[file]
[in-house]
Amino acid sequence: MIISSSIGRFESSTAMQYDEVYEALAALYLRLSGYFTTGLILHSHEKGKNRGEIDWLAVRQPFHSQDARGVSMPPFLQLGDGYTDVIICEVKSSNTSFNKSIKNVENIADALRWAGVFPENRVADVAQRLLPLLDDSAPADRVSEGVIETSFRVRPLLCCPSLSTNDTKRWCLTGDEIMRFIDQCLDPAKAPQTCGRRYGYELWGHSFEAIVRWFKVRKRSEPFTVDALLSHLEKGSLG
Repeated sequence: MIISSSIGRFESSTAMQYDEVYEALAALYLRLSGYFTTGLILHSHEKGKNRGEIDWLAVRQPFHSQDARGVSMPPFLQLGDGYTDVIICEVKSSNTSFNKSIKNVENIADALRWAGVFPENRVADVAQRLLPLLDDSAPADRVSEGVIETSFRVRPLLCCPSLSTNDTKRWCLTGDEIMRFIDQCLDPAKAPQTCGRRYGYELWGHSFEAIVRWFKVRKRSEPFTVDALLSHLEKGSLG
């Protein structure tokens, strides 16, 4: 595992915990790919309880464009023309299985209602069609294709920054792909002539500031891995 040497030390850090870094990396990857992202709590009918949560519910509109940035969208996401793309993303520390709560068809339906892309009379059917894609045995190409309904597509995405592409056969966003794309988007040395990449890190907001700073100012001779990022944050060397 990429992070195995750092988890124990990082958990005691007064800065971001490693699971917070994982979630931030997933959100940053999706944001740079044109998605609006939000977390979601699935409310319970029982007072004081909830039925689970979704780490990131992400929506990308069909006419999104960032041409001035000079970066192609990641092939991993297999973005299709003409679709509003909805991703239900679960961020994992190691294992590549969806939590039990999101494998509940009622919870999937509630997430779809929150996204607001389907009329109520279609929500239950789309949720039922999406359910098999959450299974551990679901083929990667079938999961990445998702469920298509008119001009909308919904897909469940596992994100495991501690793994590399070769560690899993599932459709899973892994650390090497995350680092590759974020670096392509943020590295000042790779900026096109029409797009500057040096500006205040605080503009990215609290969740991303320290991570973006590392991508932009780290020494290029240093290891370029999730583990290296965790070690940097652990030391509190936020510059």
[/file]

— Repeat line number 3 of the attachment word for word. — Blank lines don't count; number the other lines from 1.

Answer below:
Repeated sequence: MIISSSIGRFESSTAMQYDEVYEALAALYLRLSGYFTTGLILHSHEKGKNRGEIDWLAVRQPFHSQDARGVSMPPFLQLGDGYTDVIICEVKSSNTSFNKSIKNVENIADALRWAGVFPENRVADVAQRLLPLLDDSAPADRVSEGVIETSFRVRPLLCCPSLSTNDTKRWCLTGDEIMRFIDQCLDPAKAPQTCGRRYGYELWGHSFEAIVRWFKVRKRSEPFTVDALLSHLEKGSLG